TV & Movies

The 4 Most Convincing Theories About Plane Highjacker D.B. Cooper

HBO's The Mystery of D.B. Cooper dives back into the long-unsolved case.

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D.B. Cooper's real identity has remained a mystery for nearly 50 years, but HBO is once again dredging up the case for their new documentary The Mystery of D.B. Cooper. Using the alias "Dan Cooper" (later misheard and popularized as D.B. Cooper), a man boarded a Portland flight on Nov. 24, 1971. He hijacked the plane, demanded $200,000 in ransom money, and then parachuted to an unknown fate. No trace of him was ever found.

Over the years ,there have been countless D.B. Cooper theories, and so little is known about the man that it's easy to see truth in all of them. The FBI files described him simply as "a nondescript man" who appeared to be in his mid-40s and was wearing a black business suit. The fingerprints provided no matches, as the DNA they pulled from the plane can only exclude, not positively identify, someone. If he were alive today, he would likely be in his late 90s, but the FBI closed the case in 2016.

Unsurprisingly, every passing year only makes it more difficult to prove or refute any claims about D.B. But the subjects of the documentary are all convinced they know who it was. Here are the four main theories presented in the show.

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Duane Weber

The first subject is Jo Weber, who believes her deceased husband Duane Weber was D.B. Cooper. According to Jo, Duane Weber confessed on his deathbed in 1995, saying, "I have a secret to tell you. I'm Dan Cooper." Jo also alleges that Duane used to sleep-talk about "leaving finger prints on a plane" and had an old knee injury that he claimed was from a plane jump. Furthermore, he kept a local library book about D.B. Cooper.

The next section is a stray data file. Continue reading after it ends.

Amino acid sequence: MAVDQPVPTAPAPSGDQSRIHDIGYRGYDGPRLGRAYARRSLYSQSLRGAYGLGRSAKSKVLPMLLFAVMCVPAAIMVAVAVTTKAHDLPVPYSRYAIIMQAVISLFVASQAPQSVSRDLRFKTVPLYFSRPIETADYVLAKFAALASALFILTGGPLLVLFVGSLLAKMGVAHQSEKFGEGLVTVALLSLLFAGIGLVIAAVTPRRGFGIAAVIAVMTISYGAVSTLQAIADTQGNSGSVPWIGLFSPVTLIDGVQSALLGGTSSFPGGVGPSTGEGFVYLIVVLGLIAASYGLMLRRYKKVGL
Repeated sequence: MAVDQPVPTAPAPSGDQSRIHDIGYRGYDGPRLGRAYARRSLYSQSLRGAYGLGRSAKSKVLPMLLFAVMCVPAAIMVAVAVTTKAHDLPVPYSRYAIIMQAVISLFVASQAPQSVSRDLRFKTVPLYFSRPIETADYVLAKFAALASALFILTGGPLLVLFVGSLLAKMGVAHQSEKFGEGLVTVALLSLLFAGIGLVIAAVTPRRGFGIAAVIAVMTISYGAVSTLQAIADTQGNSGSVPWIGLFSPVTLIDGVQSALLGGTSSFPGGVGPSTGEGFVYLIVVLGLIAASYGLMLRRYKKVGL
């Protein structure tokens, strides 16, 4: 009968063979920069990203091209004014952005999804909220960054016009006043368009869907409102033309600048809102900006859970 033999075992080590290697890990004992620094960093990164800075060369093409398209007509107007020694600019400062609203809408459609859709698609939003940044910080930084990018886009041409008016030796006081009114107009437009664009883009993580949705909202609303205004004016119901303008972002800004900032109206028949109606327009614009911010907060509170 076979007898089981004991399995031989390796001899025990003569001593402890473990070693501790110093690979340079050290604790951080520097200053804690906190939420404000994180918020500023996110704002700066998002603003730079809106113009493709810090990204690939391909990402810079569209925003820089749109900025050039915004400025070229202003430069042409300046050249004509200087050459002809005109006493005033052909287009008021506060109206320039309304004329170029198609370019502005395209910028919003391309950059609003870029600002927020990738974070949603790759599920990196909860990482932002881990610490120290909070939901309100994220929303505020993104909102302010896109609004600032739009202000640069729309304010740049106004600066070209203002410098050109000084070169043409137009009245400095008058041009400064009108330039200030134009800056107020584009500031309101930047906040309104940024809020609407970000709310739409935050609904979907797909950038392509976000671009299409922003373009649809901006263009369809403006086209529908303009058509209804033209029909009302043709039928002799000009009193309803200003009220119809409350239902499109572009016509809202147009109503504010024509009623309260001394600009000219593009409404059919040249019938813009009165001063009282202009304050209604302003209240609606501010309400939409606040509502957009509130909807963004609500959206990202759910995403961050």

Though FBI agents noted that Duane Weber matched the composite sketch and description, they told Jo it was way more likely that D.B. Cooper simply died in the parachute jump.

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Barbara Dayton

Ron and Pat Foreman, meanwhile, believe D.B. Cooper was their friend Barbara Dayton, who is transgender. In The Legend of D.B. Cooper, the Foremans wrote that they met Dayton through an aviation meetup group. The group often talked about D.B. Cooper, and they claimed that Dayton would often become "agitated and vocal" whenever someone proposed a ridiculous theory about the heist. Eventually, Dayton confided in them that she had undergone transition surgery and was indeed D.B. Cooper. She even gave them a detailed explanation of how she pulled it off.

Per Mental Floss, Dayton died in 2002 due to pulmonary disease, and the FBI dismissed the Foremans' suspicions because she was the wrong height and the DNA samples didn't match.

L.D. Cooper

Marla Cooper believes her uncle, Lynn Doyle Cooper, was the hijacker. She alleges that L.D. worked alongside his brother Dewey Max Cooper to pull it off. As both Marla and her mother Grace Hailey told ABC News in 2011, Marla overheard her uncles say, "Our money problems are over, we hijacked an airplane," when she was eight. The day after the flight was hijacked, L.D. came home wearing a bloody shirt — a car accident, he said. L.D. disappeared after that, and Marla was told he maybe died in 1999.

Her family turned over one of L.D. Cooper's old guitar straps for possible DNA samples, but the FBI said the material made it too difficult to lift fingerprints from.

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Richard Floyd McCoy

Finally, Ben Anjewierden thinks his old acquaintance Richard Floyd McCoy was D.B. Cooper. Per The Los Angeles Times, McCoy was a Mormon Sunday school teacher who hijacked a Los Angeles-bound plane in April 1972, just a few months after the D.B. Cooper incident and using similar methods. McCoy was caught and sentenced to 45 years in prison, but later managed to escape. He was killed in a gunfight with FBI agents in July 1972.

In his book Beyond a Reasonable Doubt (D.B. Cooper No Longer a Mystery), former investigator Bernie Rhoades wrote that McCoy refused to confirm or deny that he was D.B. Cooper in his pre-sentencing interviews. Both men were similar in appearance and used the exact same M.O., right down to the number of parachutes requested and the notes passed to the flight attendants. It's perhaps the most compelling theory of the bunch, but with McCoy now dead, the case may remain forever unsolved.